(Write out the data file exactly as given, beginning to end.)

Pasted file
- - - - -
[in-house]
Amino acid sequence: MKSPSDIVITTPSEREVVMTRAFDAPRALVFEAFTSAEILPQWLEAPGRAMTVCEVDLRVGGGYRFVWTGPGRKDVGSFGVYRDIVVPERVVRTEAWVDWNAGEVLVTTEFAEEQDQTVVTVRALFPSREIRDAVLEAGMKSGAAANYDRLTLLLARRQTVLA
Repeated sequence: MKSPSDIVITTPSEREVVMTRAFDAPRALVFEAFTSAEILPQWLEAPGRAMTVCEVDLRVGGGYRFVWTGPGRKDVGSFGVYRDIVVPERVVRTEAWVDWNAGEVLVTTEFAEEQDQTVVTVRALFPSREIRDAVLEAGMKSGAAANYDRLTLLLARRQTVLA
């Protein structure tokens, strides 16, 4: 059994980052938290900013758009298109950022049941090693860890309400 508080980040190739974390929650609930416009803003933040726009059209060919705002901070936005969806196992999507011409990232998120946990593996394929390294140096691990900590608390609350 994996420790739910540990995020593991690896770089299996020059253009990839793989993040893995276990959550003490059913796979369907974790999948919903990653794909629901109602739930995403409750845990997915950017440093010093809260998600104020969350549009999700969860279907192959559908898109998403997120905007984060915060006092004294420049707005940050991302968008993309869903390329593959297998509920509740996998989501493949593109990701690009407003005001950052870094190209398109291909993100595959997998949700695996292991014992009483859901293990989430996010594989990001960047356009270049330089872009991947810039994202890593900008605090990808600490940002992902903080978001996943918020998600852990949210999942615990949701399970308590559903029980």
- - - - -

[in-house]
Amino acid sequence: MKSPSDIVITTPSEREVVMTRAFDAPRALVFEAFTSAEILPQWLEAPGRAMTVCEVDLRVGGGYRFVWTGPGRKDVGSFGVYRDIVVPERVVRTEAWVDWNAGEVLVTTEFAEEQDQTVVTVRALFPSREIRDAVLEAGMKSGAAANYDRLTLLLARRQTVLA
Repeated sequence: MKSPSDIVITTPSEREVVMTRAFDAPRALVFEAFTSAEILPQWLEAPGRAMTVCEVDLRVGGGYRFVWTGPGRKDVGSFGVYRDIVVPERVVRTEAWVDWNAGEVLVTTEFAEEQDQTVVTVRALFPSREIRDAVLEAGMKSGAAANYDRLTLLLARRQTVLA
């Protein structure tokens, strides 16, 4: 059994980052938290900013758009298109950022049941090693860890309400 508080980040190739974390929650609930416009803003933040726009059209060919705002901070936005969806196992999507011409990232998120946990593996394929390294140096691990900590608390609350 994996420790739910540990995020593991690896770089299996020059253009990839793989993040893995276990959550003490059913796979369907974790999948919903990653794909629901109602739930995403409750845990997915950017440093010093809260998600104020969350549009999700969860279907192959559908898109998403997120905007984060915060006092004294420049707005940050991302968008993309869903390329593959297998509920509740996998989501493949593109990701690009407003005001950052870094190209398109291909993100595959997998949700695996292991014992009483859901293990989430996010594989990001960047356009270049330089872009991947810039994202890593900008605090990808600490940002992902903080978001996943918020998600852990949210999942615990949701399970308590559903029980």